Since a number of my readers have asked about the Whiz Bang Automated Chicken Plucker, I’m happy to report that it had its first outing yesterday. (Click on any picture for a larger version.)

The experiment began with that vital first step, so central to all Virginia farm rituals: all the men stand around and discuss the equipment.

From right to left, that’s my twelve-year-old Ben, my father, Shirley (the grandfather of my first cousin once removed), and Vince (our neighbor from across the road). And, in the foreground, the Whiz Bang.

Ben gives it one last once-over,

and then we turn it on to make sure that it whizzes and bangs properly.

Meanwhile, my mother visits the chicken pen to scope out the likely pluckees. I will spare you photos of the execution, but it is quick and painless, and chickens really do run around in circles if you cut their heads off

Here they hang on the edge of the sawmill, waiting for plucking.

Ben is, at this moment, not so sure that he’s going to partake of the fried chicken later on.

The first step in cleaning the chicken is to dip it into scalding water, which Mom has just brought out from the house.

This loosens the feathers. (It also smells revolting.)

Then the chicken goes into the Whiz Bang,

and bounces around in there while the rubber fingers pull off the feathers. After a few minutes it becomes obvious that the water wasn’t quite hot enough to loosen the feathers properly,

so Mom and Ben head back up to the house with the kettle to reheat it. (A golf cart is one of the most useful farm vehicles around.)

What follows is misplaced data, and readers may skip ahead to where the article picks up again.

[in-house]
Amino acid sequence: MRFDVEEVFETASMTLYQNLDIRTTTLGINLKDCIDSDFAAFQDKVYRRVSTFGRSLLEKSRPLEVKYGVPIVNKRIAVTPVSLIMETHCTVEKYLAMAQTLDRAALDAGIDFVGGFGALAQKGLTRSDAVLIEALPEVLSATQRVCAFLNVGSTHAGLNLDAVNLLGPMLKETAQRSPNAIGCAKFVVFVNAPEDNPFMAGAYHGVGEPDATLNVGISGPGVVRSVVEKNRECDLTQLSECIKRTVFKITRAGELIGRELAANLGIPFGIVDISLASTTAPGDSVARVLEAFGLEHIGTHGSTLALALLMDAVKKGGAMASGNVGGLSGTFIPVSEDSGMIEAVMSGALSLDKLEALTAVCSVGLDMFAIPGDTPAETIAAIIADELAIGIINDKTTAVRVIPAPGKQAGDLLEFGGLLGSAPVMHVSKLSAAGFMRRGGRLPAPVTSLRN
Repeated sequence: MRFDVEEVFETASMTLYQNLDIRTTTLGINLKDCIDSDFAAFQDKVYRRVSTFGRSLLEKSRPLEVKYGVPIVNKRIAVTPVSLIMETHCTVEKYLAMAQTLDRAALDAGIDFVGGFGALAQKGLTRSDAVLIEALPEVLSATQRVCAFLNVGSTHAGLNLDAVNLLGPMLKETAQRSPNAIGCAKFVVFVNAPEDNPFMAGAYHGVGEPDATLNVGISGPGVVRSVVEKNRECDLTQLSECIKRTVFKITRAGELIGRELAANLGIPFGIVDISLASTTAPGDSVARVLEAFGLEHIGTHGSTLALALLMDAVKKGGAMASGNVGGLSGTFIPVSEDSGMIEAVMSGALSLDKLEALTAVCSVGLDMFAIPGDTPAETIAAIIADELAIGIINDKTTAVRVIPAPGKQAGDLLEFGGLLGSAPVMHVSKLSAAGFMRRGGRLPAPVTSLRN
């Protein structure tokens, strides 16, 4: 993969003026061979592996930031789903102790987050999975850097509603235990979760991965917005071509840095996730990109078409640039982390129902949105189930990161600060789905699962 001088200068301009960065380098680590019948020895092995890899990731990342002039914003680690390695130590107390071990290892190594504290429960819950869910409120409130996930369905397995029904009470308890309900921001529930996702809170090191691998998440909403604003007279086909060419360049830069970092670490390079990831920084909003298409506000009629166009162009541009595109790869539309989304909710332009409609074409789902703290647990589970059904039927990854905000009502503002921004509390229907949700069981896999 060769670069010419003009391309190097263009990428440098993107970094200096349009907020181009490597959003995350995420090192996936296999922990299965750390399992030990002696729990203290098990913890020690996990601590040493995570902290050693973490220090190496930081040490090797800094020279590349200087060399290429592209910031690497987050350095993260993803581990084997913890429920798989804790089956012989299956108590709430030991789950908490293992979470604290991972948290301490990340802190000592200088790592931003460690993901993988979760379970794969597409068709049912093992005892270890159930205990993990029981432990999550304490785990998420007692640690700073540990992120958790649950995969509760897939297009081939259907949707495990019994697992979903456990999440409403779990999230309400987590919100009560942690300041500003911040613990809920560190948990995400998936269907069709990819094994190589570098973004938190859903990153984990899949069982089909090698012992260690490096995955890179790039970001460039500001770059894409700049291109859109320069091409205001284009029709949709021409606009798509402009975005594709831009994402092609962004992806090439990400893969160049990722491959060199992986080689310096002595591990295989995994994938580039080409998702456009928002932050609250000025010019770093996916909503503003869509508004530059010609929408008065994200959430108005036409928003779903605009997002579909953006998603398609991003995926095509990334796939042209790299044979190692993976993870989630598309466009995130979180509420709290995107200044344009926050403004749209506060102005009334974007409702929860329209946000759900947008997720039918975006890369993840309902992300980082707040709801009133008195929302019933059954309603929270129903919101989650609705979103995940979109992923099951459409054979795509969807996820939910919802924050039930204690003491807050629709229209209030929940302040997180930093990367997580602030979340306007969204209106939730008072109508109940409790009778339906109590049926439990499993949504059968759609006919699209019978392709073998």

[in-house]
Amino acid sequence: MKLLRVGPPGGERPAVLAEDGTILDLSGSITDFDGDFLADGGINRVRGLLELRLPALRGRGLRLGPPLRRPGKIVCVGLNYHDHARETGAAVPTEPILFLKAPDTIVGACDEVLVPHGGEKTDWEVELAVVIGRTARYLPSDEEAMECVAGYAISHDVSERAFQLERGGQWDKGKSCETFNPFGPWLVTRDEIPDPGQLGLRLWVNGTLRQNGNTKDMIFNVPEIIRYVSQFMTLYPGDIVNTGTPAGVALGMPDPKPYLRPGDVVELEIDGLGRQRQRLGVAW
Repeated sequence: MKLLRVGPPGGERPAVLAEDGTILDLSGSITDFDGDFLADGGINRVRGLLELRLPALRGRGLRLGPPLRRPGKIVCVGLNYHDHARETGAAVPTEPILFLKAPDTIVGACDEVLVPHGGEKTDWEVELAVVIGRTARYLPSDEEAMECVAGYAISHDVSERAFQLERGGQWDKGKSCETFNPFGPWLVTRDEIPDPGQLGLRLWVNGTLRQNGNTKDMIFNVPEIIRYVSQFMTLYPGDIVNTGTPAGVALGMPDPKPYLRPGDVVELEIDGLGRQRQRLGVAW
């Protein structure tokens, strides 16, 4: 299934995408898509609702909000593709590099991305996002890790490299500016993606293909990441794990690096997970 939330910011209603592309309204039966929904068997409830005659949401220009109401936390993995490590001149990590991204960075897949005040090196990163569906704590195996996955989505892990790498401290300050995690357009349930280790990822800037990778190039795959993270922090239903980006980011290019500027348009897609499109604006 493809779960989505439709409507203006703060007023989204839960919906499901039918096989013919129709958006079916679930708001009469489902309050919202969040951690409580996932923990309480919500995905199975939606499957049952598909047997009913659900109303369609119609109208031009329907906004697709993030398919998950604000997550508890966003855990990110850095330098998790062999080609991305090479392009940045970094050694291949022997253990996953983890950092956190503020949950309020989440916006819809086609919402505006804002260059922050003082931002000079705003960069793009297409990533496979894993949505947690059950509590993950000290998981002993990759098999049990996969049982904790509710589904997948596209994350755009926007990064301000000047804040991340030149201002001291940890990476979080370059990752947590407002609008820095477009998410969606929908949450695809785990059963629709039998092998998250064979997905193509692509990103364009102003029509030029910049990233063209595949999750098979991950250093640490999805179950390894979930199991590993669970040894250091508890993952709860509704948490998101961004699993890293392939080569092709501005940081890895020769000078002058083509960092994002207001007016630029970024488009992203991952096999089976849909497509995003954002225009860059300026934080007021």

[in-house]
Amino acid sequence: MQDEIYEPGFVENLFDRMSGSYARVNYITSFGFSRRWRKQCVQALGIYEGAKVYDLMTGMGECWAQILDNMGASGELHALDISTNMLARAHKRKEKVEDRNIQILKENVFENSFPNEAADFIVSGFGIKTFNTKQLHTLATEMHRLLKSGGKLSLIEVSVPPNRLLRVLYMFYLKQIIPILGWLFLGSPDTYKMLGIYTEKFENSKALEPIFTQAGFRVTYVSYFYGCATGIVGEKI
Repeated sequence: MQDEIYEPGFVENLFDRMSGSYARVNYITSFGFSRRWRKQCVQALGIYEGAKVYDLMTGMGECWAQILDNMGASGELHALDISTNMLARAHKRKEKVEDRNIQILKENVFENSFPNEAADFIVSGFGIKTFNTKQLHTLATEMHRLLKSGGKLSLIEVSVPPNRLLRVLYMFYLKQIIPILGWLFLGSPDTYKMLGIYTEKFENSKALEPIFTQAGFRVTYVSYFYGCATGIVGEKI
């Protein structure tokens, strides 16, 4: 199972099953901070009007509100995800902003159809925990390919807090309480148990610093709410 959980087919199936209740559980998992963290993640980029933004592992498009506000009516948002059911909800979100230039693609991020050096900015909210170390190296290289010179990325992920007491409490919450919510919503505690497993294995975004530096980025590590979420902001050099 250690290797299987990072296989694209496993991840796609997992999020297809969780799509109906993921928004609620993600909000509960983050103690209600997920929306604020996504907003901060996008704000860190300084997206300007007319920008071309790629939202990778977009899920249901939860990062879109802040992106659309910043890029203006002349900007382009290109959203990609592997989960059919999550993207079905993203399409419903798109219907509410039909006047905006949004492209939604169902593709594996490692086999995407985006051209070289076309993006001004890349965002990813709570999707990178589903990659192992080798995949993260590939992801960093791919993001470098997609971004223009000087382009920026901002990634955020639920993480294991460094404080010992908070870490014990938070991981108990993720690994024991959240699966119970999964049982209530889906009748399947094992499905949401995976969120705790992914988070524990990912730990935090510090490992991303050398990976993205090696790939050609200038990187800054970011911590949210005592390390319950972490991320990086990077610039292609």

They come back with boiling water and a thermometer, so that we can keep an eye on the water temperature, and the chicken gets re-dipped and then goes back into the Whiz Bang.

And this time, when it comes out,

it has been beautifully plucked. With the water temperature kept at the proper level, the next chicken only needs one dip and one whirl in the Whiz Bang, and the feathers fly right off.

By the time my first cousin (not removed at all) drops by, the chickens are almost all finished. In record time.

And here’s the final product, headed for the fridge. My mother cooked one of the hens last night and reports that a two-hour baking time makes them tender, and that the breasts stay juicy. Tomorrow night I’ll be roasting a couple for our dinner.

Now, back to the history of the medieval world…

Showing 22 comments
  • City Girl from Seattle


  • Camy

    Phew! I’m breathless from laughing so hard! First of all, my sister remarked as she viewed this entry, that she liked your dad’s pink shirt (smile). Secondly, I’m very jealous that you have an automatic plucker! My boys (our resident, unenthusiastic chicken pluckers) will be disappointed to know that we do not have a Whiz Bang (love that name). Perhaps your next book should enter the genre of “country living and homesteading.” Have you ever seen the late Carla Emery’s book The Encyclopedia of Country Living? SMILE. I just love this entry, Susan.

    Blessings to you.

  • Lois

    This is too hilarious! I love it. Growing up in China I saw my mom slaughter, pluck, and chop chicken, but of course, we didn’t have a Whiz Bang. I now live in the city with no possible means of having a farm. Your entry brought back some fond memories!

  • Staci in MO

    The experiment began with that vital first step, so central to all Virginia farm rituals: all the men stand around and discuss the equipment.

    That’s not just in Virginia, LOL.

  • Janice in NJ

    Hmmm… I think I like the ones that come wrapped in plastic rather than the wrapped-in-feathers kind. My initial reaction is to stick with those. 🙂

  • Heather in WI

    I can’t believe that it actually worked … that is amazing! Holy cow. I have to tell my mom who grew up on a farm with no whiz bang!